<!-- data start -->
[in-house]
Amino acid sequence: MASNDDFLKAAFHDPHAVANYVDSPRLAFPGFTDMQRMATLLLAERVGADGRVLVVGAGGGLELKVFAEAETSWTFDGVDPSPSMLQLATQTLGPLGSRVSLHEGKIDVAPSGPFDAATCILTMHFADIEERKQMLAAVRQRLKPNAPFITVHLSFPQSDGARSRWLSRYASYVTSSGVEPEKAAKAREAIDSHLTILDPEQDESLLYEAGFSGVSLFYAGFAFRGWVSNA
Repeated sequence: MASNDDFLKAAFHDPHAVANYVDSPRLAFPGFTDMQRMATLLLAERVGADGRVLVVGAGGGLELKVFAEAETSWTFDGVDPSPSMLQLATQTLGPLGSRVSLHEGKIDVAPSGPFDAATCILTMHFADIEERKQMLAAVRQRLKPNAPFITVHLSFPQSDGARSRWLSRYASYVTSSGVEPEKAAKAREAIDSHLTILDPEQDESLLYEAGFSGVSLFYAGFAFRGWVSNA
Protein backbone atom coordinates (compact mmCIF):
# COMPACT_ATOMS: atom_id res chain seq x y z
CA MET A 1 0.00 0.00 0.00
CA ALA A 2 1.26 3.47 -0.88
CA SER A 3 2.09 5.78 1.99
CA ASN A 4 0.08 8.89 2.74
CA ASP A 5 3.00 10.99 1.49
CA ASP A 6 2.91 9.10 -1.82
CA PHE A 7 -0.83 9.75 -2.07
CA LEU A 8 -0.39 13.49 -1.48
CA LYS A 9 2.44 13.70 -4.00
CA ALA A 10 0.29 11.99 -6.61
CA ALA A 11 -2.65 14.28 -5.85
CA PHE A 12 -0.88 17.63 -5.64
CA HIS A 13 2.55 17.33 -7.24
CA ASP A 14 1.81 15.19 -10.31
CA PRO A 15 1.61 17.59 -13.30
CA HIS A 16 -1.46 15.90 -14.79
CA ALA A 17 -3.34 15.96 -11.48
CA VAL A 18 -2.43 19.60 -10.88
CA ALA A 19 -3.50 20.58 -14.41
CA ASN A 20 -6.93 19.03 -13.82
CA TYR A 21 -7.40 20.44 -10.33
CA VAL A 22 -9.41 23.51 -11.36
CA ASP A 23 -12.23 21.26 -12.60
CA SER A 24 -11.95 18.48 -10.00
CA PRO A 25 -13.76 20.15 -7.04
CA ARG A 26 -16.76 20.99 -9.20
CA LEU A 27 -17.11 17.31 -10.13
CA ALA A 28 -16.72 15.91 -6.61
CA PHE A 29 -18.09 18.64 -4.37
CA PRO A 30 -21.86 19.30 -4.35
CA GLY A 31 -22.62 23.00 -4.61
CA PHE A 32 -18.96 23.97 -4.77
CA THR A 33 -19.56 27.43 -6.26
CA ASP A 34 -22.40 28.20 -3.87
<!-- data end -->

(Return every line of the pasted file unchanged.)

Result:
[in-house]
Amino acid sequence: MASNDDFLKAAFHDPHAVANYVDSPRLAFPGFTDMQRMATLLLAERVGADGRVLVVGAGGGLELKVFAEAETSWTFDGVDPSPSMLQLATQTLGPLGSRVSLHEGKIDVAPSGPFDAATCILTMHFADIEERKQMLAAVRQRLKPNAPFITVHLSFPQSDGARSRWLSRYASYVTSSGVEPEKAAKAREAIDSHLTILDPEQDESLLYEAGFSGVSLFYAGFAFRGWVSNA
Repeated sequence: MASNDDFLKAAFHDPHAVANYVDSPRLAFPGFTDMQRMATLLLAERVGADGRVLVVGAGGGLELKVFAEAETSWTFDGVDPSPSMLQLATQTLGPLGSRVSLHEGKIDVAPSGPFDAATCILTMHFADIEERKQMLAAVRQRLKPNAPFITVHLSFPQSDGARSRWLSRYASYVTSSGVEPEKAAKAREAIDSHLTILDPEQDESLLYEAGFSGVSLFYAGFAFRGWVSNA
Protein backbone atom coordinates (compact mmCIF):
# COMPACT_ATOMS: atom_id res chain seq x y z
CA MET A 1 0.00 0.00 0.00
CA ALA A 2 1.26 3.47 -0.88
CA SER A 3 2.09 5.78 1.99
CA ASN A 4 0.08 8.89 2.74
CA ASP A 5 3.00 10.99 1.49
CA ASP A 6 2.91 9.10 -1.82
CA PHE A 7 -0.83 9.75 -2.07
CA LEU A 8 -0.39 13.49 -1.48
CA LYS A 9 2.44 13.70 -4.00
CA ALA A 10 0.29 11.99 -6.61
CA ALA A 11 -2.65 14.28 -5.85
CA PHE A 12 -0.88 17.63 -5.64
CA HIS A 13 2.55 17.33 -7.24
CA ASP A 14 1.81 15.19 -10.31
CA PRO A 15 1.61 17.59 -13.30
CA HIS A 16 -1.46 15.90 -14.79
CA ALA A 17 -3.34 15.96 -11.48
CA VAL A 18 -2.43 19.60 -10.88
CA ALA A 19 -3.50 20.58 -14.41
CA ASN A 20 -6.93 19.03 -13.82
CA TYR A 21 -7.40 20.44 -10.33
CA VAL A 22 -9.41 23.51 -11.36
CA ASP A 23 -12.23 21.26 -12.60
CA SER A 24 -11.95 18.48 -10.00
CA PRO A 25 -13.76 20.15 -7.04
CA ARG A 26 -16.76 20.99 -9.20
CA LEU A 27 -17.11 17.31 -10.13
CA ALA A 28 -16.72 15.91 -6.61
CA PHE A 29 -18.09 18.64 -4.37
CA PRO A 30 -21.86 19.30 -4.35
CA GLY A 31 -22.62 23.00 -4.61
CA PHE A 32 -18.96 23.97 -4.77
CA THR A 33 -19.56 27.43 -6.26
CA ASP A 34 -22.40 28.20 -3.87